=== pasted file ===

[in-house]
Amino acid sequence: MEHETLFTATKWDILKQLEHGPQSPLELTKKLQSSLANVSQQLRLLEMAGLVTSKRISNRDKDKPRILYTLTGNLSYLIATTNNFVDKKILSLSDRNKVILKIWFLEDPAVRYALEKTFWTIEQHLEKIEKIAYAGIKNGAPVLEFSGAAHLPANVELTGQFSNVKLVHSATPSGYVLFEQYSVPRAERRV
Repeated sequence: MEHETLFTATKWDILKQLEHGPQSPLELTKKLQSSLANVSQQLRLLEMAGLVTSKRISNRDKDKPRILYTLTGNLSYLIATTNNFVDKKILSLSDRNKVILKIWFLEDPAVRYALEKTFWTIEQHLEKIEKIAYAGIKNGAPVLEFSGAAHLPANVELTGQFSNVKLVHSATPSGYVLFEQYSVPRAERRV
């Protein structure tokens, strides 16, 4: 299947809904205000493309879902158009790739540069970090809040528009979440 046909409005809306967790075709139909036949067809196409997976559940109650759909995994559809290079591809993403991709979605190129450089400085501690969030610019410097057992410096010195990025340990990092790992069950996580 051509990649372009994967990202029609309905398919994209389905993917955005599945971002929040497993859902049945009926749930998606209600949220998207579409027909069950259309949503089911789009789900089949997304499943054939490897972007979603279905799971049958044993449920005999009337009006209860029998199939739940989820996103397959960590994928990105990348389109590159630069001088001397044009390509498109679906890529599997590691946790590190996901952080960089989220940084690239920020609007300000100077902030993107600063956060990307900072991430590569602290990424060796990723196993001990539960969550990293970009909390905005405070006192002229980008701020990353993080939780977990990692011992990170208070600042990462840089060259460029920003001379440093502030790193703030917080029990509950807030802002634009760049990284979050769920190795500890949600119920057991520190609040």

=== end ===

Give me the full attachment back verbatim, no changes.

[in-house]
Amino acid sequence: MEHETLFTATKWDILKQLEHGPQSPLELTKKLQSSLANVSQQLRLLEMAGLVTSKRISNRDKDKPRILYTLTGNLSYLIATTNNFVDKKILSLSDRNKVILKIWFLEDPAVRYALEKTFWTIEQHLEKIEKIAYAGIKNGAPVLEFSGAAHLPANVELTGQFSNVKLVHSATPSGYVLFEQYSVPRAERRV
Repeated sequence: MEHETLFTATKWDILKQLEHGPQSPLELTKKLQSSLANVSQQLRLLEMAGLVTSKRISNRDKDKPRILYTLTGNLSYLIATTNNFVDKKILSLSDRNKVILKIWFLEDPAVRYALEKTFWTIEQHLEKIEKIAYAGIKNGAPVLEFSGAAHLPANVELTGQFSNVKLVHSATPSGYVLFEQYSVPRAERRV
């Protein structure tokens, strides 16, 4: 299947809904205000493309879902158009790739540069970090809040528009979440 046909409005809306967790075709139909036949067809196409997976559940109650759909995994559809290079591809993403991709979605190129450089400085501690969030610019410097057992410096010195990025340990990092790992069950996580 051509990649372009994967990202029609309905398919994209389905993917955005599945971002929040497993859902049945009926749930998606209600949220998207579409027909069950259309949503089911789009789900089949997304499943054939490897972007979603279905799971049958044993449920005999009337009006209860029998199939739940989820996103397959960590994928990105990348389109590159630069001088001397044009390509498109679906890529599997590691946790590190996901952080960089989220940084690239920020609007300000100077902030993107600063956060990307900072991430590569602290990424060796990723196993001990539960969550990293970009909390905005405070006192002229980008701020990353993080939780977990990692011992990170208070600042990462840089060259460029920003001379440093502030790193703030917080029990509950807030802002634009760049990284979050769920190795500890949600119920057991520190609040």